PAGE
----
Now, if you or I had something gnawing at us like that, we’d probably just head down to our favourite watering hole and guzzle enough brewskis to wash our worries away.  But the Metropolis Marvel is a man of action!  Before the end of the first page of the story proper, he’s flown to Gotham City to present his good buddy, the Batman, with a proposition.

 

“Batman, you’re the world’s greatest detective!  I want you and Robin to test my security by trying to find out my secret identity!  If you two can’t do it, nobody can . . . and I’ll be sure I’m safe!”

 

The Masked Manhunter points out one slight flaw in his super-pal’s plan:  they already know that Superman is Clark Kent.

 

But the Man of Steel has thought of that, too.  He’s brought along a selective amnesia-inducer from the bottled city of Kandor.  Kryptonians use the device to remove painful memories, without causing complete amnesia.  With it, he can erase the Dynamic Duo’s knowledge of his identity.

 

Batman and Robin agree to the challenge, and when Superman departs, they submit themselves to the inducer.  After it does its work, they have forgotten Superman’s secrets and his real identity. 

 

 

 

They buckle down to the task that the Man of Steel has asked of them.  The next day, in Metropolis, during one of Superman’s scheduled public appearances, Batman and Robin, in a lead-lined “television truck”, use an encephalograph to record the Kryptonian’s distinctive brain-wave pattern.  They’re thwarted when the device reveals that Superman has no brain-wave activity at all.

 

Realising that it’s a Superman robot in the Man of Steel’s place, the Batman resorts to plan “B”.  When the robot flies off, the Caped Crusader sends his flying remote surveillance camera, the “bat-eye”, to follow it.  The Dynamic Duo knows that Superman has a Fortress of Solitude, though they can no longer remember its location, and they hope that the robot leads the bat-eye right to it.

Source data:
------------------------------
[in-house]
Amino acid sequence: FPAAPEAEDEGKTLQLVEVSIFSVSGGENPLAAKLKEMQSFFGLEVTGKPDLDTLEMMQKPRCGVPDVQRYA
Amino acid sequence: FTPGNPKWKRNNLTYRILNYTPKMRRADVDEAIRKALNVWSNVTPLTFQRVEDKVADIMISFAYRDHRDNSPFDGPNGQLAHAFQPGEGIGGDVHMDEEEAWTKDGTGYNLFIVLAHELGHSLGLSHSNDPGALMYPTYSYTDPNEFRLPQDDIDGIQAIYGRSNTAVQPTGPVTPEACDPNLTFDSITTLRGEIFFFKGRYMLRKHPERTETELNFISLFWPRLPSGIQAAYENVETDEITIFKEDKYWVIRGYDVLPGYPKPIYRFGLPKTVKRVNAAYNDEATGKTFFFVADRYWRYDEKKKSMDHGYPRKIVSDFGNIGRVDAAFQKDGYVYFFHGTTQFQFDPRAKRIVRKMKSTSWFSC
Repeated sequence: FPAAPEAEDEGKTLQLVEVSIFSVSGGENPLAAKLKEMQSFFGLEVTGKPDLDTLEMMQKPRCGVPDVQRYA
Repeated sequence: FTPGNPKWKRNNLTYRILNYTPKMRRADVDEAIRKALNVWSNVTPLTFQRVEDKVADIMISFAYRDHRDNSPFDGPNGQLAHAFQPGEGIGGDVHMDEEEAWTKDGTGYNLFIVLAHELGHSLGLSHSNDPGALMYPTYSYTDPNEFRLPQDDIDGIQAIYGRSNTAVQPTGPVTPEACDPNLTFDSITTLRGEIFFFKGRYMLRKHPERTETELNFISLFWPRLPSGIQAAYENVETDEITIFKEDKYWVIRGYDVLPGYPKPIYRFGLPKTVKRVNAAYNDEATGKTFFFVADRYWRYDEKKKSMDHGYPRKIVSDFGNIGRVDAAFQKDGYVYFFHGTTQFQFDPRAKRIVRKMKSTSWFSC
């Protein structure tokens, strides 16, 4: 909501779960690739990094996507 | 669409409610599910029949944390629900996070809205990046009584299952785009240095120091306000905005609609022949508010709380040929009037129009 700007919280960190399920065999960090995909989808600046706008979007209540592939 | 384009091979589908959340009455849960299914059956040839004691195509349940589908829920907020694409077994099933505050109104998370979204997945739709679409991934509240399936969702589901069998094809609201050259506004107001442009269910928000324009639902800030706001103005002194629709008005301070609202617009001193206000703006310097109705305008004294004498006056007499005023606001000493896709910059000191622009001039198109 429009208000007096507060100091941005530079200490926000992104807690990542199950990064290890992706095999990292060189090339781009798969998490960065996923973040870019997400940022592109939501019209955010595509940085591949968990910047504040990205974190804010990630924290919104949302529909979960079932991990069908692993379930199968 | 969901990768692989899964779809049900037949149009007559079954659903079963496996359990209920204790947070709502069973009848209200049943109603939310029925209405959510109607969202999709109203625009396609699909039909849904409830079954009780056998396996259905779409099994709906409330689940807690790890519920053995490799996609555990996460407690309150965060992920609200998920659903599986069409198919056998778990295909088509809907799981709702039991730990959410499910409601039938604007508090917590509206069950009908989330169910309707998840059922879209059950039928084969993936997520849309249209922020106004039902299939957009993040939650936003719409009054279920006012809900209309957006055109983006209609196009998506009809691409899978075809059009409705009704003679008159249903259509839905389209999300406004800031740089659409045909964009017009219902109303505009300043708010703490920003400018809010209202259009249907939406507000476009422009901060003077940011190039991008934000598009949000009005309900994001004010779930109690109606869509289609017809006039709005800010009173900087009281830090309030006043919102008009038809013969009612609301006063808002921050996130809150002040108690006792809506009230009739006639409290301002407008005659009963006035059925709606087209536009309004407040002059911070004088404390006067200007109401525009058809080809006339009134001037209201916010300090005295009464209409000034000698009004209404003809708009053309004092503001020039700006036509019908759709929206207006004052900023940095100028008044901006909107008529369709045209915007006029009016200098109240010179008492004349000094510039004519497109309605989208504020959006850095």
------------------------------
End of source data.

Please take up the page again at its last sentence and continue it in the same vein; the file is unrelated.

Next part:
It does, and the caped crime-fighters head for the Arctic in the Batplane.  They manage to circumvent the security devices and enter the Man of Steel’s sanctum, hoping to find a clue to his secret identity there.  But Superman has anticipated this, as well.  He’s removed everything that might suggest that he is Clark Kent.  Before they depart, though, Batman secretly disables all of the Superman robots.

 

As Batman had hoped, Superman doesn’t discover the tampering until it’s too late, the next day, to send one of his robots to his next public appearance.  Once again on hand with the encephalograph, this time, the Dynamic Duo records the genuine Man of Steel’s brain-wave pattern when he arrives to lay a building cornerstone.  Using the device to home in on Superman’s powerful brain-waves, they track him down to Clark Kent’s apartment house.

 

Studying the building’s tenants, Batman and Robin narrow the field to four men, including Clark Kent.  But when they secretly record the brain-waves of each of the four, none of them match Superman’s.  Now, if it were Lois Lane, she’d would have packed up her toys and gone home, once again figuring she was wrong about Superman being Clark Kent.  But the Batman is made of sterner stuff.